Bishop, Chaffetz laud land plan in Utah while environmentalists cry foul

Posted at 5:55 PM, Jan 20, 2016
and last updated 2016-01-20 19:55:42-05

SALT LAKE CITY -- Representatives Rob Bishop and Jason Chaffetz presented a long-awaited plan for federally managed public lands which they call a compromise, though environmentalists, Utah Democrats, and some Indian tribes say the oil and gas industries get everything they want while the environment suffers.

“This is a long time in the making, but we’ve been trying to talk to as many people as possible and really listen,” said Bishop, who is Chair of the House Committee on Natural Resources.

The Utah Public Lands Initiative, or PLI, sets aside 2.3 million acres of wilderness and 1.8 million acres of conservation areas. Wilderness is a high-level protection barring all motorized and wheeled travel, along with road building and economic development.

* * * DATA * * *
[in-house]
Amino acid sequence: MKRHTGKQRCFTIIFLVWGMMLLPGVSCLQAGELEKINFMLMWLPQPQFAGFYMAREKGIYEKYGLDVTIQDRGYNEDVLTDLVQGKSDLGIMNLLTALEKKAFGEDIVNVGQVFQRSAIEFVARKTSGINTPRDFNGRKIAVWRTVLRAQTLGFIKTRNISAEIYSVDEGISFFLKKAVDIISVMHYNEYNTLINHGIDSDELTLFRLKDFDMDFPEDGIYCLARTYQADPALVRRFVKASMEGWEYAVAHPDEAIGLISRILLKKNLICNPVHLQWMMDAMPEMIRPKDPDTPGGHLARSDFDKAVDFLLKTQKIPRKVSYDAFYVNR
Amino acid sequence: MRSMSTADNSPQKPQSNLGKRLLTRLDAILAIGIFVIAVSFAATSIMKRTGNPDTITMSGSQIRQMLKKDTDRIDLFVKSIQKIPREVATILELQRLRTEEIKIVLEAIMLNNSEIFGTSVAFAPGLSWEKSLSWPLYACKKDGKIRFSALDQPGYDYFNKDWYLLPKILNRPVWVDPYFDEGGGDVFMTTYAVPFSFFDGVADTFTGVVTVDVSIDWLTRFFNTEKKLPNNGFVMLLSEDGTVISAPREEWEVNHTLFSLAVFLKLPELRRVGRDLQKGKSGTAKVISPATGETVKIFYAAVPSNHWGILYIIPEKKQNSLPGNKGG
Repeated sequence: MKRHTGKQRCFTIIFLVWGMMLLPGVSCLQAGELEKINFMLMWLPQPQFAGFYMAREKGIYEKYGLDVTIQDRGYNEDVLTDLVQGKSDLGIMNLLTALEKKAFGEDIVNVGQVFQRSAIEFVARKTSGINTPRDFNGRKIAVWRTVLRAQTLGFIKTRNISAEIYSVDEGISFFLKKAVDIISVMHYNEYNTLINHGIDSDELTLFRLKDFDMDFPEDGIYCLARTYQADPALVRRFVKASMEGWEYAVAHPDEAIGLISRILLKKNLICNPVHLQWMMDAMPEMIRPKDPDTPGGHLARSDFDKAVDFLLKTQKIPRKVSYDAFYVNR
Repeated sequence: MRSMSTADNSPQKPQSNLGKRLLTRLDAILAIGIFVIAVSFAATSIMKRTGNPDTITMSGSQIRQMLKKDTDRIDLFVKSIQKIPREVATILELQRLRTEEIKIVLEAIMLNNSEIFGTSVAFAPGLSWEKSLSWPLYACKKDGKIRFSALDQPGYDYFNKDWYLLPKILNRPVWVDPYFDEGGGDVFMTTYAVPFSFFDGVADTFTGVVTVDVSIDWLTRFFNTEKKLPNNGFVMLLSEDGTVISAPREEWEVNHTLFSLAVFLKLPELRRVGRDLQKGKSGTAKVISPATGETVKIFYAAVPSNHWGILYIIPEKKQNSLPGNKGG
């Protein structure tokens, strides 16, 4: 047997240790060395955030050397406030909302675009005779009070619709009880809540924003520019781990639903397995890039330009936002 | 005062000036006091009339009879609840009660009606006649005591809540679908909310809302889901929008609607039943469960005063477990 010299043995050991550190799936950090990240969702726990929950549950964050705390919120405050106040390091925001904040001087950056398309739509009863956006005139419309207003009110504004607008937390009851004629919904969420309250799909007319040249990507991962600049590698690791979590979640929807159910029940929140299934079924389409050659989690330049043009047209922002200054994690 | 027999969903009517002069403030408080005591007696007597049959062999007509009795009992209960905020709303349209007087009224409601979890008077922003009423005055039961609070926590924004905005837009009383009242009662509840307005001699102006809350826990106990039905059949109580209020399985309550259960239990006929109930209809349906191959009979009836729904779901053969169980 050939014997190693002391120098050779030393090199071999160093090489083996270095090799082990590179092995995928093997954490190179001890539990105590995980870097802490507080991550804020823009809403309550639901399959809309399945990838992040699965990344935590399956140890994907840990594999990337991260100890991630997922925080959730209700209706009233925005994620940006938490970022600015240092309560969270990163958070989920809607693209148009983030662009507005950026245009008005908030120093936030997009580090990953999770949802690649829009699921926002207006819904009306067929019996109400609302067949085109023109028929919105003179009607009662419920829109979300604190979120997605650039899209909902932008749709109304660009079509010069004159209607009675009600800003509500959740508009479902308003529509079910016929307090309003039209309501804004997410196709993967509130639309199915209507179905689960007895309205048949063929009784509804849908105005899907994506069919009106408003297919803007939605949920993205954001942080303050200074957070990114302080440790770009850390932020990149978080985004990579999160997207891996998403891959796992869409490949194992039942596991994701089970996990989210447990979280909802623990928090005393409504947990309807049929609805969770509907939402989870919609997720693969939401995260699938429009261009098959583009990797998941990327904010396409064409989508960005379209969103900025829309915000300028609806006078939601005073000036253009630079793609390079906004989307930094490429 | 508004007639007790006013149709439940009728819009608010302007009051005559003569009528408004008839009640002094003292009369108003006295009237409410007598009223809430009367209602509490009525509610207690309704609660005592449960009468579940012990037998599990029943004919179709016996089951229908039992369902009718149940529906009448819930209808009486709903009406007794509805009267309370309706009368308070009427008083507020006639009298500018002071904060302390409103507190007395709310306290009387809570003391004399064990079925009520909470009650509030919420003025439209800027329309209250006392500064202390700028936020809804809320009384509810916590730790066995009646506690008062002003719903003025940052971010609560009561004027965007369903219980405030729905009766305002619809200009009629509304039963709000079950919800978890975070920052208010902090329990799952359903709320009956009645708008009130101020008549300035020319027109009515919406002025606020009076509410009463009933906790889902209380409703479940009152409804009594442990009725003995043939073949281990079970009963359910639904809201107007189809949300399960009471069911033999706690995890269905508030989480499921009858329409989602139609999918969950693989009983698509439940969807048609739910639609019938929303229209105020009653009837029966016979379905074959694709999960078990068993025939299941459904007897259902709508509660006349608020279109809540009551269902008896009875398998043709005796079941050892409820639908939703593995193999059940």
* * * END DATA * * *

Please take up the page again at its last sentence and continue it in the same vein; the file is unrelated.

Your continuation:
Conservation areas allow more mixed use, including motorized travel.

The plan would also expand Arches National Monument and Goblin Valley State Park, and it would create Utah’s first state forest in Carbon County’s Price Canyon.

“This is a true effort to bring together disparate groups,” Chaffetz said.

David Garbett, Staff Attorney for the Southern Utah Wilderness Alliance, says the status quo protects land and air quality better.

“I would describe this as an energy development bill, that takes wilderness protection back a step in the state of Utah and furthers the state’s land grab efforts,” Garbett said.